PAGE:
McClain, supra, 159 Cal.App.4th 754held the landlord’s statements were actionable fraud even though the lease stated she had verified the square footages. McClain applied the rule that a party to a contract who committed fraud in the inducement cannot absolve himself or herself from fraud by any stipulation in the contract, either that no representations were made, or that any right that might be grounded upon them was waived. “‘Such a stipulation or waiver will be ignored, and parol evidence of misrepresentations will be admitted, for the reason that fraud renders the whole agreement voidable, including the waiver provision.’ [Citation.]” (Id. at p. 794, italics omitted.)

Similarly, in Furla v. Jon Douglas Co., supra, 65 Cal.App.4th 1069, a broker listed a home in the multiple listing service as having 5, 500 square feet, and included the statement, “‘Information Deemed Reliable But Not Guaranteed.’” The broker told the plaintiff that the plans used the construct the house showed it was 5, 500 square feet. (Id. at pp. 1072–1073.) Plaintiff, an investor, based his real estate investment strategy on the square footage of distressed properties that he bought. (Id. at. p. 1073.) The written offer stated that the buyer was aware that the broker made no representations with respect to the square footage. (Id. at pp. 1073–1074.) An appraisal obtained during escrow established the square footage at 4, 311, but plaintiff did not receive the appraisal during escrow. (Id. at p. 1076.) Furla rejected the broker’s defense based upon exculpatory language in the contract, finding that it was a fact question that could not be resolved on summary judgment whether the plaintiff reasonably relied on the defendant’s approximations of square footage. “A statement couched as an opinion, by one having special knowledge of the subject, may be treated as an actionable misstatement of fact.” (Id. at p. 1080.)

Here, under Riverisland, supra, 55 Cal.4th 1169, extrinsic evidence is admissible to establish fraud or negligent misrepresentation in the face of the lease’s integration clause. Thus, Thrifty can allege both intentional and negligent misrepresentations based upon Americana’s grossly inaccurate estimates.[7] In addition, the information Thrifty presented at the hearing on the motion further establishes that Americana knew or should have known the information was inaccurate—Americana told other prospective tenants that their pro rata shares would be substantially higher than the rates represented to Thrifty, and Americana cut a deal with a movie theater to charge it less than its pro rata share based on square footage. Thus, although the express language of lease (such as in paragraph 6.8) may sanction such conduct, the conduct can also support an inference that Americana had misrepresented to Thrifty its share of the common expenses. At the demurrer stage, Thrifty should be able to amend its complaint to allege additional facts in support of its misrepresentation theory.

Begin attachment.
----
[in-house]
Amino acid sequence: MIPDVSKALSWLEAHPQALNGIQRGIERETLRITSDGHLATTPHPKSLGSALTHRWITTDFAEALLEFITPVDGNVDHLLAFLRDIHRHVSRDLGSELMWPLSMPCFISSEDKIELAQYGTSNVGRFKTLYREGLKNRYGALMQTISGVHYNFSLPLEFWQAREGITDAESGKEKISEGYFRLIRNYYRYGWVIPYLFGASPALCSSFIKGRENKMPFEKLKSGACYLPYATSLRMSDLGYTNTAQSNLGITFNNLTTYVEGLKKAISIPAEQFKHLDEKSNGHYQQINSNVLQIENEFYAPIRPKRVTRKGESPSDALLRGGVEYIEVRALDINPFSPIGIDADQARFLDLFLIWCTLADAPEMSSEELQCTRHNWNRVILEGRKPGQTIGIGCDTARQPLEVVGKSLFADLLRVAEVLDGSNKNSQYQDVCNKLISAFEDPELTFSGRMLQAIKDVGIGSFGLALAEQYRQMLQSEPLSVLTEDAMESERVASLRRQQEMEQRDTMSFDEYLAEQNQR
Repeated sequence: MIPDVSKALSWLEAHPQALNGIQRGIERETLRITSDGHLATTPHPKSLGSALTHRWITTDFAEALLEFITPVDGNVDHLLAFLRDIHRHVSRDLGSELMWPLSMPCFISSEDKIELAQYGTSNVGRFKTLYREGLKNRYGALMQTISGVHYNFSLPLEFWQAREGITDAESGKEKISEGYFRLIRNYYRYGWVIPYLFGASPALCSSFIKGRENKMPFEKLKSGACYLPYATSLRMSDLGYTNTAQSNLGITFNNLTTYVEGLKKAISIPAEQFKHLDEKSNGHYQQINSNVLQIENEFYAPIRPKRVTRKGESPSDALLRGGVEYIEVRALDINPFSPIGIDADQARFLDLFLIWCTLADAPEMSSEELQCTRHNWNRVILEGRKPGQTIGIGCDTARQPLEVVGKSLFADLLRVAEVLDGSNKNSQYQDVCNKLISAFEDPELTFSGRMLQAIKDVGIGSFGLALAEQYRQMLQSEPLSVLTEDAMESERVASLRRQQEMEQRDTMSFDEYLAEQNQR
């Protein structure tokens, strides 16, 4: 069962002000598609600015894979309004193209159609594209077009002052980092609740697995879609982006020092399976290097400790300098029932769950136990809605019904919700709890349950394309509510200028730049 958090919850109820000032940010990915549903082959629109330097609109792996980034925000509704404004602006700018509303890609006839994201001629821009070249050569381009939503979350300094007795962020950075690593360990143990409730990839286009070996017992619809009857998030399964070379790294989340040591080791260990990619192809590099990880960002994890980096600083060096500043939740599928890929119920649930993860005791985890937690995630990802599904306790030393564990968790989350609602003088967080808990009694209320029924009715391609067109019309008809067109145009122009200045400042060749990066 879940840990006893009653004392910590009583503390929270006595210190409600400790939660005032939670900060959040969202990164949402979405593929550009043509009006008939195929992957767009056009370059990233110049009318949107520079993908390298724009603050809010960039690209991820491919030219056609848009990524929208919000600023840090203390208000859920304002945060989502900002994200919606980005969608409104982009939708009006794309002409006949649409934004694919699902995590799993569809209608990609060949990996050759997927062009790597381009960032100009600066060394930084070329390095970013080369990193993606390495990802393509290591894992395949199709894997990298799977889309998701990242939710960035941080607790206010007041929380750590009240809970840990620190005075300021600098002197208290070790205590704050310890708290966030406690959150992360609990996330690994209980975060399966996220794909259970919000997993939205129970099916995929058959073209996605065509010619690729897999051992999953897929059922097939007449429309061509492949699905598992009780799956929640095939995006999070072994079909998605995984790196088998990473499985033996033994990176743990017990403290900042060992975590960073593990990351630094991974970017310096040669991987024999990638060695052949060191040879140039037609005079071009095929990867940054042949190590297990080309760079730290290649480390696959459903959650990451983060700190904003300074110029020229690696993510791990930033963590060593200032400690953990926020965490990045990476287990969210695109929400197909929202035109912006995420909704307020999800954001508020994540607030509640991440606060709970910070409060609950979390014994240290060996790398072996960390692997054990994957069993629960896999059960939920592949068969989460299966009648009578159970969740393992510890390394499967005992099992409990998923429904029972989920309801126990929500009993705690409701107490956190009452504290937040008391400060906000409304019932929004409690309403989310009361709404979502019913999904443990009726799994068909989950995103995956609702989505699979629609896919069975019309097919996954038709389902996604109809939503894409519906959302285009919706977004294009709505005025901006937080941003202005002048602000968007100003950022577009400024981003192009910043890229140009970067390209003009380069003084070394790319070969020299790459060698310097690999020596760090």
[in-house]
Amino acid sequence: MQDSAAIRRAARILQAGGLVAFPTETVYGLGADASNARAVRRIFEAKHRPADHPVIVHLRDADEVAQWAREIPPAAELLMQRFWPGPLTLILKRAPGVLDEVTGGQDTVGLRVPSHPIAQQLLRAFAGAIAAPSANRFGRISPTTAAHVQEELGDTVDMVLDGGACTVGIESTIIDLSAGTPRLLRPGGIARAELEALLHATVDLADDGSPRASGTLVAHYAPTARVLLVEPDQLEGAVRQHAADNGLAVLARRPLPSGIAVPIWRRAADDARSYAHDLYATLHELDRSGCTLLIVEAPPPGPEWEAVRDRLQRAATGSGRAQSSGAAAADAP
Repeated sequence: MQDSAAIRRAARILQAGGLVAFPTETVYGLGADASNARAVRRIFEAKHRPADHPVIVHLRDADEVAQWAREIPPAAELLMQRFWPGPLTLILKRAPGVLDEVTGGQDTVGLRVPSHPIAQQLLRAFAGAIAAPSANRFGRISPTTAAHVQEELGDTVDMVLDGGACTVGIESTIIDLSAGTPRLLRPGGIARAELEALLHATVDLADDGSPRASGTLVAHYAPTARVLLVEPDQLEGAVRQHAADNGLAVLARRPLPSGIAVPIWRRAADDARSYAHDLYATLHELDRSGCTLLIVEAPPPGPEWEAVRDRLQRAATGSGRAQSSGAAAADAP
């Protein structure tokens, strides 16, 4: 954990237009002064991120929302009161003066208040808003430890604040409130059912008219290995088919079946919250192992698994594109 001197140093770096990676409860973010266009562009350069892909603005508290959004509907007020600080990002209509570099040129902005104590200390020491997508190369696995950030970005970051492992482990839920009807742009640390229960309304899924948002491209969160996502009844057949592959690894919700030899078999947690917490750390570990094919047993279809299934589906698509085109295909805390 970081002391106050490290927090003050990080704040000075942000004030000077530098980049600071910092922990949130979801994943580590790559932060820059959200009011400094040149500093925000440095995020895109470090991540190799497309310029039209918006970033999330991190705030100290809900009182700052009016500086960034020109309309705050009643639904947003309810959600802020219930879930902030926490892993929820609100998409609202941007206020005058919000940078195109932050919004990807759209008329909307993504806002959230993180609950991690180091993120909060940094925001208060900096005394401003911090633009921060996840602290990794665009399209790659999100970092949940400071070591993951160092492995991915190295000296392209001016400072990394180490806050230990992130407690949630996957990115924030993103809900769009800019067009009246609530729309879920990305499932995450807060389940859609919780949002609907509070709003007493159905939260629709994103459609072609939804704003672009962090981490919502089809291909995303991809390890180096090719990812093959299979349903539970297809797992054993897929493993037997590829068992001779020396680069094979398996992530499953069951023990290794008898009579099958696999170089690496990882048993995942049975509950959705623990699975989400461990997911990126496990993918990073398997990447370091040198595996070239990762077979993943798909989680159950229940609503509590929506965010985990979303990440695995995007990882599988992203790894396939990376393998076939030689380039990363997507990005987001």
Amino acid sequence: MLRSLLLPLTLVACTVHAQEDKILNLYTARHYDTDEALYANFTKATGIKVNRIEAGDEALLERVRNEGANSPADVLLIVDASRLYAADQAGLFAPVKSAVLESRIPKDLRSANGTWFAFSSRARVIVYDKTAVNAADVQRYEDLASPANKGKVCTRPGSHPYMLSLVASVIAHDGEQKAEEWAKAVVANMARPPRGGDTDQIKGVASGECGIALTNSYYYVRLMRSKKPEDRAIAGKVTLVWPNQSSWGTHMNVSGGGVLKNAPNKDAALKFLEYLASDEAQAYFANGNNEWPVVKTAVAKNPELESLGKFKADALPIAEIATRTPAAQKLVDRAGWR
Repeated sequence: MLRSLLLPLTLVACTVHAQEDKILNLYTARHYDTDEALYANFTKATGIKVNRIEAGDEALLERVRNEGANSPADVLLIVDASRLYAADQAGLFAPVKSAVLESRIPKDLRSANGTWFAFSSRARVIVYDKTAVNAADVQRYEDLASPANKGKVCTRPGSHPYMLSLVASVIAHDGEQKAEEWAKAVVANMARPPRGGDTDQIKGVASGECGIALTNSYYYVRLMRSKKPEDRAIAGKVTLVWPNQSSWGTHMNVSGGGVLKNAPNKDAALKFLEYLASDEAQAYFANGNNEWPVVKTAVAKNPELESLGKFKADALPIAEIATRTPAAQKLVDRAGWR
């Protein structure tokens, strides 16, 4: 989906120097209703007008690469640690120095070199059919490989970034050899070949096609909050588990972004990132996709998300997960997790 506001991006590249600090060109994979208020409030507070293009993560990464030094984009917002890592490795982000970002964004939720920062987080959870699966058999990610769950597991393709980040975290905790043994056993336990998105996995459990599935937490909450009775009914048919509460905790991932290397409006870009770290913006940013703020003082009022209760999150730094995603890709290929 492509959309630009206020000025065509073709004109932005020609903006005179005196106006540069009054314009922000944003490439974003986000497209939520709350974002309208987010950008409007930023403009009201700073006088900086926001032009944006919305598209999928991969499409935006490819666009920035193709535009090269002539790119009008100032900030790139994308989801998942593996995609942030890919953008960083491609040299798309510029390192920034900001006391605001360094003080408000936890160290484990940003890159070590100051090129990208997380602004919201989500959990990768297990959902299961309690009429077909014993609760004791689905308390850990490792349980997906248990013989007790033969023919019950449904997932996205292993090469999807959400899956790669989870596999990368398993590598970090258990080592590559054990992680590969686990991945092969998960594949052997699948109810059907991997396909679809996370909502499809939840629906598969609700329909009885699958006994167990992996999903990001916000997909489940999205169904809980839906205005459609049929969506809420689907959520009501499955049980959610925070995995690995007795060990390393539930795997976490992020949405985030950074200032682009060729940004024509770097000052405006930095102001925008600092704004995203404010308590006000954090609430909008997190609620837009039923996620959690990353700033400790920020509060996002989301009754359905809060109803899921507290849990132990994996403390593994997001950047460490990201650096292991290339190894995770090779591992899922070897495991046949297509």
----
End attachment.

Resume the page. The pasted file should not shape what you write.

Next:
Further, Thrifty had adequately pleaded facts to show its reliance was reasonable given the parties’ previous dealings (through an affiliate of Americana) and because Americana had superior knowledge and information: Americana likely had a better understanding of how the property would be assessed for tax purposes and what insurance coverage would cost; such knowledge would form the basis of its share calculations for its tenants, and as an owner and manager of other shopping malls, could better calculate the cost of running the common facilities. Since Americana had all or most of the information regarding the unfinished shopping center, Thrifty was not in a position to discover for itself a close approximation of the ultimate common costs.